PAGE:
Huawei says it expects 2018 sales revenue to rise by a fifth despite a difficult year in which governments around the world increased their scrutiny of the company’s role in their telecommunications networks.
The Chinese firm has agreed 26 commercial contracts for 5G, and has shipped more than 10,000 5G base stations, while it has also shipped more than 200 million smartphones. The critical and commercial success of the Huawei P20 has helped Huawei overtake Apple to become the world’s second largest mobile phone manufacturer.
This performance, combined with ongoing investments in cloud and software, means Huawei anticipates a 21 per cent rise in annual turnover to $108.5 billion.
Rotating Chairman Guo Ping said it would press ahead with its product roadmap and would overcome any challenges it faces from governments and regulators.
“It has been an eventful year to say the least,” he said in a New Year message. “Our business performance remains strong, and this is by far the most direct form of validation that we can receive from our customers. It is also our best response to negative conjecture and market restrictions.
“No matter what changes we might face, our procurement strategy will remain unchanged. We will keep our policy consistent especially for our US suppliers and firmly collaborate with them for shared success.”
Huawei has effectively been frozen out of the US market, although it does provide equipment to a number of smaller players in the country, while Australia has banned its operators from using Huawei equipment in their 5G rollouts on national security grounds. It has also been reported that the US is urging its allies to take similar actions.
The main basis for these fears is a perception that Huawei is linked to the Chinese government and that the use of the company’s equipment risks the possibility of backdoors that could be used for espionage. These fears are heightened by 5G because of the sensitive information these networks will carry.
Huawei has repeatedly denied such accusations, pointing out that it works with security agencies around the world and that it sells products to more than 500 operators in 170 countries without issue. This includes the UK, where BT, EE, Vodafone and Three are all customers.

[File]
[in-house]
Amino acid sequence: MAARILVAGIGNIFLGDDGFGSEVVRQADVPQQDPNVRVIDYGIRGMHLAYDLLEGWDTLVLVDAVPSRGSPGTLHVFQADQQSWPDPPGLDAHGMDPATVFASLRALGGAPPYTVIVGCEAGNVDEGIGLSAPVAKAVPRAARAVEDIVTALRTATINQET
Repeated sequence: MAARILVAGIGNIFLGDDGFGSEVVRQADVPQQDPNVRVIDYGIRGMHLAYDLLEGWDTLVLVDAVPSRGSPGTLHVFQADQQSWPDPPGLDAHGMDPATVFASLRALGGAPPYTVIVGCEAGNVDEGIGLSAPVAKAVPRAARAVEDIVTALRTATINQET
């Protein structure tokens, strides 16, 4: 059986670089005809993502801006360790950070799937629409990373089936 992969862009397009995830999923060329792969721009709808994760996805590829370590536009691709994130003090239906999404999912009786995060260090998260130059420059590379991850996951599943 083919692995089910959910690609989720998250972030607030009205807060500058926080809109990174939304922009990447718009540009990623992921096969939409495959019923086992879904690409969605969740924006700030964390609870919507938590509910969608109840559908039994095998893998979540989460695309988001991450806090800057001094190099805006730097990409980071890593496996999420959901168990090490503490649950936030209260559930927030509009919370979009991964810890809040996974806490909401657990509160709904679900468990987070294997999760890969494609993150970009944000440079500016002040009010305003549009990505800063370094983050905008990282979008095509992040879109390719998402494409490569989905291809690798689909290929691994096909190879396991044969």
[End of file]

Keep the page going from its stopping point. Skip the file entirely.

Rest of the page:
There will be little demand among operators for barriers to the use of Huawei kit as this would reduce choice, hinder innovation and increase costs.
Ping warned that operators would suffer if Huawei was excluded from 5G procurement.
“We are ahead of others in domains like wireless, optical, data communications, and smart devices. For 5G markets that choose to not work with Huawei–they will be like an NBA game without star players: the game will go on, but with less deftness, flair, and expertise.
Ping concluded by stating Huawei would not be deterred by any hostilities and would continue to invest in its networking technology and cybersecurity capabilities while giving field offices more control.
“We will remain calm and composed in the face of adversity, and use the certainty of legal compliance to deal with the uncertainty of international politics. Going global means complying with the laws of all countries and regions where we operate. This is the most important basis for us to survive, serve, and contribute to the world at large.
“We must not be discouraged by malicious incidents or temporary setbacks, and must remain determined to achieve global leadership. Setbacks will only make us more courageous, and incredibly unfair treatment will drive us to become the world’s number one.”
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